New article on International Relations and genocide, now published:
Martin Shaw, From Comparative to International Genocide Studies: The International Production of Genocide in Twentieth-Century Europe, European Journal of International Relations, Online First, 11 May 2011 (to be published in the print edition later in 2011 or 2012).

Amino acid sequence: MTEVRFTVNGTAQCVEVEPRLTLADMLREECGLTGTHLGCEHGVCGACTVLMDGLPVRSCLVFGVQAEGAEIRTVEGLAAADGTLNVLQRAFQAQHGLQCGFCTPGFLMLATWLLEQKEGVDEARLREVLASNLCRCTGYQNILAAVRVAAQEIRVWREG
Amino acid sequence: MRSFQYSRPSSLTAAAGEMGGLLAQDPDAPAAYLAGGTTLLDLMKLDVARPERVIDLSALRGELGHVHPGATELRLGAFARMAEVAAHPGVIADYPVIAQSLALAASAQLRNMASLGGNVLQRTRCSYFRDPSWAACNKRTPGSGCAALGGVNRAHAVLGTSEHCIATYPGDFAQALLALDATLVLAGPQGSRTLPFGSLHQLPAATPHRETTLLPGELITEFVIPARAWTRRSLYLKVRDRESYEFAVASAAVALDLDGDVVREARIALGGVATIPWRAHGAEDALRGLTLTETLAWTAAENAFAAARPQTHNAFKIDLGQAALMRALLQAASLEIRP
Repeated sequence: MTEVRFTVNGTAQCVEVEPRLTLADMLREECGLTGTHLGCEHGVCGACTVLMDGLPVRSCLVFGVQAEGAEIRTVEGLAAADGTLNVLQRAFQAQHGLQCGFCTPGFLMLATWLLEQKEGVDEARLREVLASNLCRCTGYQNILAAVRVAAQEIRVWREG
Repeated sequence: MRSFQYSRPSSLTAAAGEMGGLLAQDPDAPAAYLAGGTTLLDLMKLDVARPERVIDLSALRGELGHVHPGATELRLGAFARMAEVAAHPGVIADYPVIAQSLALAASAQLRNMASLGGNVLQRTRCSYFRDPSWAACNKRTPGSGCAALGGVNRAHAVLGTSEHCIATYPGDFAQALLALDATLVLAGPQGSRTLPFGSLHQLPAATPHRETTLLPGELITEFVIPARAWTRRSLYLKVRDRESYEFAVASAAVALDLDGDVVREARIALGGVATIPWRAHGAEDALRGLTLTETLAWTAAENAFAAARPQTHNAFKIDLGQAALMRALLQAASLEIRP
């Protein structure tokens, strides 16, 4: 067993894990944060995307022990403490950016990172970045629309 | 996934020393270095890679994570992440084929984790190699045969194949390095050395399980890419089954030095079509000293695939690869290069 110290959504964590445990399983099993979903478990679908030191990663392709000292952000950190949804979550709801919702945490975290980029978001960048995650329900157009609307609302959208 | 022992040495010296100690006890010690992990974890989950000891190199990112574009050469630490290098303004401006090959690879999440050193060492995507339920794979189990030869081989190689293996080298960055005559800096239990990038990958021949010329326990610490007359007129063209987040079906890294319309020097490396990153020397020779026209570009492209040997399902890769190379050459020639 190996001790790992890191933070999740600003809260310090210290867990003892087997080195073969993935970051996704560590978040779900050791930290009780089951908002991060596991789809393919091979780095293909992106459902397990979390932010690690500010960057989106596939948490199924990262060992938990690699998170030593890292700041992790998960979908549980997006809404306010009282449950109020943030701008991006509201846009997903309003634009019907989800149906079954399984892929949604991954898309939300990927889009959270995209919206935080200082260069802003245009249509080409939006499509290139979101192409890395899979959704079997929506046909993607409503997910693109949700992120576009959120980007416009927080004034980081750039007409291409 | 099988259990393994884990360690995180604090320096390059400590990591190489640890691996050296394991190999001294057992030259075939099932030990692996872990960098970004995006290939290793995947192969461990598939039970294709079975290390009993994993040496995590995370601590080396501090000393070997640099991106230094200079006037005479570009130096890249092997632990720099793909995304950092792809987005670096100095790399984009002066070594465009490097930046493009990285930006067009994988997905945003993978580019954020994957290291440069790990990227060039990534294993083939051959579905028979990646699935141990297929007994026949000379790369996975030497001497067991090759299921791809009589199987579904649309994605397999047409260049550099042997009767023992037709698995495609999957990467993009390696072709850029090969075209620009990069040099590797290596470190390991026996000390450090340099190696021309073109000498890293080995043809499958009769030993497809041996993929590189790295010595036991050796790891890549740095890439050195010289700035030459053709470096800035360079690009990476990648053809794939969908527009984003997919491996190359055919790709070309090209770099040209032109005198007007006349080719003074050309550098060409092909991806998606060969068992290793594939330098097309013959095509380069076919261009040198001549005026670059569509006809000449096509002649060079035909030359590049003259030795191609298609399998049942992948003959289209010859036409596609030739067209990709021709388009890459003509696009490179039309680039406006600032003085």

Abstract Genocide is widely seen as a phenomenon of domestic politics, which becomes of international significance because it offends against international law. Hence there are as yet inadequate International Relations analyses of the production of genocide. This article challenges the idea of the domestic genesis of genocide, and critiques the corresponding approach of ‘comparative genocide studies’ which is dominant in the field. It analyses the emergence of more fruitful ‘relational’ and ‘international’ approaches in critical genocide studies, while identifying the limitations of their accounts of the ‘international system’. As first steps towards an adequate international account, the article then explores questions of the international meaning and construction of genocidal relations, and of international relations as the context of genocide. It argues for a historical and sociological approach to the international relations of genocide, and examines 20th-century European genocide in this light. Arguing for a broader conception of this historical experience than is suggested by an exclusive focus on the Holocaust, the article offers an interpretation of genocide as increasingly endemic and systemic in international relations in the first half of the century. It concludes by arguing that this account offers a starting point, but not a model, for analyses of genocide in global international relations in the 21st century.